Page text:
Ohio cop involved in fatal Walmart shooting of John Crawford allowed to return to work
One of the officers involved in a fatal shooting of a man holding a toy rifle inside a Walmart in Beavercreek, Ohio earlier this month was cleared to return to work, the Dayton Daily News reported on Wednesday.
City Attorney Stephen McHugh told the Daily News that Sgt. David Darkow was allowed to resume his duties. Sean Williams, the other officer involved in the shooting of 21-year-old John Crawford. Authorities have not confirmed whether Williams fired the shot that killed Crawford on Aug. 5.
Crawford was killed when the two officers confronted him while he was holding a MK-177 (.177 caliber) BB/Pellet rifle. Another shopper reportedly phoned 911 saying Crawford was trying to load the air rifle and ignoring officers’ orders to drop it.
His girlfriend, LeeCee Johnson, said at the time that she was speaking with him on the phone when the officers approached him.
“The next thing I know, he said, ‘It’s not real,’ and the police start shooting, and they said ‘Get on the ground,’ but he was already on the ground because they had shot him,” she was quoted as saying. “I could hear him just crying and screaming. I feel like they shot him down like he was not even human.”
Think Progress reported that attorney Michael Wright, who was hired by Crawford’s family, has seen the store’s surveillance camera footage of the shooting and said it proves Crawford was only holding the gun.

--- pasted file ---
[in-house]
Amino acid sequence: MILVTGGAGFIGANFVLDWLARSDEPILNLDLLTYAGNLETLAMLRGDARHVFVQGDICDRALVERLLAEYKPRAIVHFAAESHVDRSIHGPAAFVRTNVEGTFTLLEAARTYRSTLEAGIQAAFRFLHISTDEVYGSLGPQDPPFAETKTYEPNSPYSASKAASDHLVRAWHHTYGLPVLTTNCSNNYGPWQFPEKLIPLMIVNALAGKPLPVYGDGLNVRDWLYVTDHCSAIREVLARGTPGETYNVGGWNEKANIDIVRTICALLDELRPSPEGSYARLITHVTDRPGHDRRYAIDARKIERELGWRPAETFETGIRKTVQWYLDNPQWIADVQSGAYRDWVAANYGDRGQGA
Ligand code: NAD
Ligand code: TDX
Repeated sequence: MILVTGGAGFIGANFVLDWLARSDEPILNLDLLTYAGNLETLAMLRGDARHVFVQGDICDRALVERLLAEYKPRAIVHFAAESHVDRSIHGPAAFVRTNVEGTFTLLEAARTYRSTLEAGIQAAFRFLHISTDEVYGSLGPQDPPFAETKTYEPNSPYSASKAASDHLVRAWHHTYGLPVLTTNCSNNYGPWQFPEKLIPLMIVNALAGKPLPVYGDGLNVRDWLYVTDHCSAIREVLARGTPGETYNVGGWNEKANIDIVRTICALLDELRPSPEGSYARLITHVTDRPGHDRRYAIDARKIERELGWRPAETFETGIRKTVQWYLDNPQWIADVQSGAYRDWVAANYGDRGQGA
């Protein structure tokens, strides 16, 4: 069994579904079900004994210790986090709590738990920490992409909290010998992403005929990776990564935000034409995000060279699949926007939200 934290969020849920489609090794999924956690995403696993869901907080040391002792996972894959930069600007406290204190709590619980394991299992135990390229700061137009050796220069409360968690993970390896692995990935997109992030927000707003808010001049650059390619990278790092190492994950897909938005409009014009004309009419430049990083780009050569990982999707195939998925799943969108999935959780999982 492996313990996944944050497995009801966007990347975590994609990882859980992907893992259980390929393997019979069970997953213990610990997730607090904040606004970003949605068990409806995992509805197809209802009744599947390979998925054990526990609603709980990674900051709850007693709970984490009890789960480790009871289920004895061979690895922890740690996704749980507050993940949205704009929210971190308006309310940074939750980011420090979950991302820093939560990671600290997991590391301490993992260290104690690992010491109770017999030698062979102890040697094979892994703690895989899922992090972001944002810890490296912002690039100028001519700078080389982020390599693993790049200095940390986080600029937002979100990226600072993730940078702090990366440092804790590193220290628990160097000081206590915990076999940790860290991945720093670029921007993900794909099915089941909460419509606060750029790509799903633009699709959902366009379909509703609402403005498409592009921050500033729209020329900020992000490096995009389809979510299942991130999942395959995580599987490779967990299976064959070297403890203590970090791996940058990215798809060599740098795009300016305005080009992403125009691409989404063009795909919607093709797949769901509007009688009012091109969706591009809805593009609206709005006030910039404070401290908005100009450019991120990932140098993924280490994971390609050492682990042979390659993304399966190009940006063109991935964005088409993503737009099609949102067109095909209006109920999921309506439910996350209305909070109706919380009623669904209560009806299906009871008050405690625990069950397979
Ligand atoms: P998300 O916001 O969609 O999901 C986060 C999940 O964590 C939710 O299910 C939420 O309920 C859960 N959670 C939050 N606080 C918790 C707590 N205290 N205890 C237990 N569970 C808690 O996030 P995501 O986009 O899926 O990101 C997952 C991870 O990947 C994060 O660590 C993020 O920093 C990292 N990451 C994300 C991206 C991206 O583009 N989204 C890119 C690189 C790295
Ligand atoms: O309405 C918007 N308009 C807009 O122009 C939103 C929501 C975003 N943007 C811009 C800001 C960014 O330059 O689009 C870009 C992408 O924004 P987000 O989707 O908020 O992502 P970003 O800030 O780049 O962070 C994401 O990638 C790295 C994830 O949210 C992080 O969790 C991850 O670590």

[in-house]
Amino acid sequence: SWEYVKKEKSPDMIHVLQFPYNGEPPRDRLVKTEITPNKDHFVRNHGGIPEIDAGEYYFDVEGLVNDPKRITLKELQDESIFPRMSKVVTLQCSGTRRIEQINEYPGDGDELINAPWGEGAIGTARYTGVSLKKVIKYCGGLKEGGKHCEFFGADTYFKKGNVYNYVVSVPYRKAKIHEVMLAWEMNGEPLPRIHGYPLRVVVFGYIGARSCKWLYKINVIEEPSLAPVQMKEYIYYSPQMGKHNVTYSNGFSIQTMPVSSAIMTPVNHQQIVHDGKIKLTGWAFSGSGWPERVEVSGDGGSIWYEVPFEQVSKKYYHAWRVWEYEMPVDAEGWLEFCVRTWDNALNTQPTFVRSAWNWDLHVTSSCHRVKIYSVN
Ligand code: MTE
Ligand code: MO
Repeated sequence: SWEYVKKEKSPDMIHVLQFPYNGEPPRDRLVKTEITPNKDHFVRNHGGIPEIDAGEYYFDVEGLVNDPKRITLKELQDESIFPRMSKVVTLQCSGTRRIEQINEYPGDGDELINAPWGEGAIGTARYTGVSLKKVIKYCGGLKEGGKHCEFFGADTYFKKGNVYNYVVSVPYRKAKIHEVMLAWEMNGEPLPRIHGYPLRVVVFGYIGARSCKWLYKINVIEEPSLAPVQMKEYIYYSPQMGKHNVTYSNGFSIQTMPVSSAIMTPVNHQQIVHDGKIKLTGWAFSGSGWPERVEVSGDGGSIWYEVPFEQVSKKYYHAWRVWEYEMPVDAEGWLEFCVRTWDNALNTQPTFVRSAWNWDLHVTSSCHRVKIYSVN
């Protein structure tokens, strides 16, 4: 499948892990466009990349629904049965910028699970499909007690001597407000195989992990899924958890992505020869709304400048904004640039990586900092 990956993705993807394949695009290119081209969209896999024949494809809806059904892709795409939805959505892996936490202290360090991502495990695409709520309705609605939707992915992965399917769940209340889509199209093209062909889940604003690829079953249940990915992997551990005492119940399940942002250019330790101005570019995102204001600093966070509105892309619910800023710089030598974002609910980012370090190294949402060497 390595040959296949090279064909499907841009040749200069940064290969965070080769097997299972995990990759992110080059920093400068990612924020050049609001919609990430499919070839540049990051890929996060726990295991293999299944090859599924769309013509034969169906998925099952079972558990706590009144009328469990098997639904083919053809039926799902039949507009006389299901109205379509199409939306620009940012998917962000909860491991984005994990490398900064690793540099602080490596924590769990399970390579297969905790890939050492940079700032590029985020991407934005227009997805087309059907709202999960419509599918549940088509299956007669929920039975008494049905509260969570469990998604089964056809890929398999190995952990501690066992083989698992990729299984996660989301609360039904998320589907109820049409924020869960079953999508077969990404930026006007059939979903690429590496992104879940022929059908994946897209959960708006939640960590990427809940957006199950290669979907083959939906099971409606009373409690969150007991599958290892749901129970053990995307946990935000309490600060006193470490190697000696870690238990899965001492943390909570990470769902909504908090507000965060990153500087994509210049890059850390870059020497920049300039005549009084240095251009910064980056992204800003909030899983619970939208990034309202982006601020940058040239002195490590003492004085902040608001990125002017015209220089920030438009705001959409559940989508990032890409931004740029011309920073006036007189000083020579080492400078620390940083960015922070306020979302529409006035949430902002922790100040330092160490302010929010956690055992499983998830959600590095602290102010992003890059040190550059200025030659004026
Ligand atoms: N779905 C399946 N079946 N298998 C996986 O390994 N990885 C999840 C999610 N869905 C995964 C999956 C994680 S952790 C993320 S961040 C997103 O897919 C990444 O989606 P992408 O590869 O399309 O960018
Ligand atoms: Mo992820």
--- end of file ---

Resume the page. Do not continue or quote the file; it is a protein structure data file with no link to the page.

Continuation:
“The BB gun was in a down position,” Wright was quoted as saying. “He was kinda using the BB gun as what it looked like was a crutch. He was just leaning on it. And at some point, he raised it up and he was shot and killed. At no point in time was he facing the officers. At no point in time was there any type of suggestive movements or anything like that.”
Ohio Attorney General Mike DeWine showed the video to Wright and Crawford’s family following a demonstration by more than 100 people outside his office, but has not released it to the public, citing the ongoing investigation into the fatal encounter. DeWine said a special grand jury will convene on Sept. 3 to see if the officers will be charged.
A grand jury determined in August 2010 that Williams was acting in self-defense when he shot and killed 45-year-old Scott A. Brogli when Brogli charged at him and another officer with a “large kitchen knife.” The two officers were responding to a report that Brogli was abusing his wife. The woman fled the scene before police arrived, but Brogli’s 17-year-old son witnessed the shooting. A toxicology report determined that Brogli’s blood-alcohol level at the time was 0.163, more than twice the state legal limit.